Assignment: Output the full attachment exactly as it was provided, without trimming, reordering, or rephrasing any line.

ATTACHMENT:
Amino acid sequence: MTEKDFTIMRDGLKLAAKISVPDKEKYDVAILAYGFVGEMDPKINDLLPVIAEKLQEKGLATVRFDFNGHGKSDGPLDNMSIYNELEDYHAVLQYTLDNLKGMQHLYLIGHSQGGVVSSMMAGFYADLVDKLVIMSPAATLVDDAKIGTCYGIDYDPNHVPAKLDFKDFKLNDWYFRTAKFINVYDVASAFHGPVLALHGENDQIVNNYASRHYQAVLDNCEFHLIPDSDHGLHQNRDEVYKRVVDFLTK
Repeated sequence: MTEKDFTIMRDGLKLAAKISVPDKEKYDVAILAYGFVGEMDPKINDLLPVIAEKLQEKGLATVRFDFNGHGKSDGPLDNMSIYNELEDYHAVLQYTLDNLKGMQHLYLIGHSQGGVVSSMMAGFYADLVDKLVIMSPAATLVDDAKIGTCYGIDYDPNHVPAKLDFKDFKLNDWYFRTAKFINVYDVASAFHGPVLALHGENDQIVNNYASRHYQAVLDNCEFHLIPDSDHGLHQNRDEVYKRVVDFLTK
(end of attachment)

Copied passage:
Amino acid sequence: MTEKDFTIMRDGLKLAAKISVPDKEKYDVAILAYGFVGEMDPKINDLLPVIAEKLQEKGLATVRFDFNGHGKSDGPLDNMSIYNELEDYHAVLQYTLDNLKGMQHLYLIGHSQGGVVSSMMAGFYADLVDKLVIMSPAATLVDDAKIGTCYGIDYDPNHVPAKLDFKDFKLNDWYFRTAKFINVYDVASAFHGPVLALHGENDQIVNNYASRHYQAVLDNCEFHLIPDSDHGLHQNRDEVYKRVVDFLTK
Repeated sequence: MTEKDFTIMRDGLKLAAKISVPDKEKYDVAILAYGFVGEMDPKINDLLPVIAEKLQEKGLATVRFDFNGHGKSDGPLDNMSIYNELEDYHAVLQYTLDNLKGMQHLYLIGHSQGGVVSSMMAGFYADLVDKLVIMSPAATLVDDAKIGTCYGIDYDPNHVPAKLDFKDFKLNDWYFRTAKFINVYDVASAFHGPVLALHGENDQIVNNYASRHYQAVLDNCEFHLIPDSDHGLHQNRDEVYKRVVDFLTK